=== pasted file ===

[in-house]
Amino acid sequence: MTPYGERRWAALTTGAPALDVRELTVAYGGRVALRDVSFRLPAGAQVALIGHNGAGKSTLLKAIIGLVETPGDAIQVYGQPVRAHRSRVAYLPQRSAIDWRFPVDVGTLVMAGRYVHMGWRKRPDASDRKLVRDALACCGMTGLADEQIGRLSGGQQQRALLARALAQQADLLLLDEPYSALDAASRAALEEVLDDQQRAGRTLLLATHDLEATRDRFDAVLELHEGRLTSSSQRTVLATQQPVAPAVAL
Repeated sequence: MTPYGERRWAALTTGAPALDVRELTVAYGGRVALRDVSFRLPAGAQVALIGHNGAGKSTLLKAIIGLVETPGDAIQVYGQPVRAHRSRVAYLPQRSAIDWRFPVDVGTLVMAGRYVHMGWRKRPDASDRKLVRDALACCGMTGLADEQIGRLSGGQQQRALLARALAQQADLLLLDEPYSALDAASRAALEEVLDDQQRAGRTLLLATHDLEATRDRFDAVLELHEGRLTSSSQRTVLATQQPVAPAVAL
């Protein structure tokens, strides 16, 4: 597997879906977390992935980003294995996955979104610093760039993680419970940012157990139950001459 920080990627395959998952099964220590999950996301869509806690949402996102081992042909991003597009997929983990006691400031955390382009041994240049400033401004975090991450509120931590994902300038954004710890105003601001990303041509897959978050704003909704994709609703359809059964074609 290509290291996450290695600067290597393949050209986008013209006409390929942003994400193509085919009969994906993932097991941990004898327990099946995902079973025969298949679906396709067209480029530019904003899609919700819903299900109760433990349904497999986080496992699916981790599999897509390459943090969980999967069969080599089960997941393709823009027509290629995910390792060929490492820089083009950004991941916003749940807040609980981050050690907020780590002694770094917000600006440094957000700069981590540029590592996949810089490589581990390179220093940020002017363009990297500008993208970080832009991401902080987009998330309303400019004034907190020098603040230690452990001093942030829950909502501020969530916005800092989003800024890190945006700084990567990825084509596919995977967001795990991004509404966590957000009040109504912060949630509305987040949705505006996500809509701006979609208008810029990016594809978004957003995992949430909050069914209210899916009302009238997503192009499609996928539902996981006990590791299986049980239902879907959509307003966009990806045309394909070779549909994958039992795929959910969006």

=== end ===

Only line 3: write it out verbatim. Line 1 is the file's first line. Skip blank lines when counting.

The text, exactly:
Repeated sequence: MTPYGERRWAALTTGAPALDVRELTVAYGGRVALRDVSFRLPAGAQVALIGHNGAGKSTLLKAIIGLVETPGDAIQVYGQPVRAHRSRVAYLPQRSAIDWRFPVDVGTLVMAGRYVHMGWRKRPDASDRKLVRDALACCGMTGLADEQIGRLSGGQQQRALLARALAQQADLLLLDEPYSALDAASRAALEEVLDDQQRAGRTLLLATHDLEATRDRFDAVLELHEGRLTSSSQRTVLATQQPVAPAVAL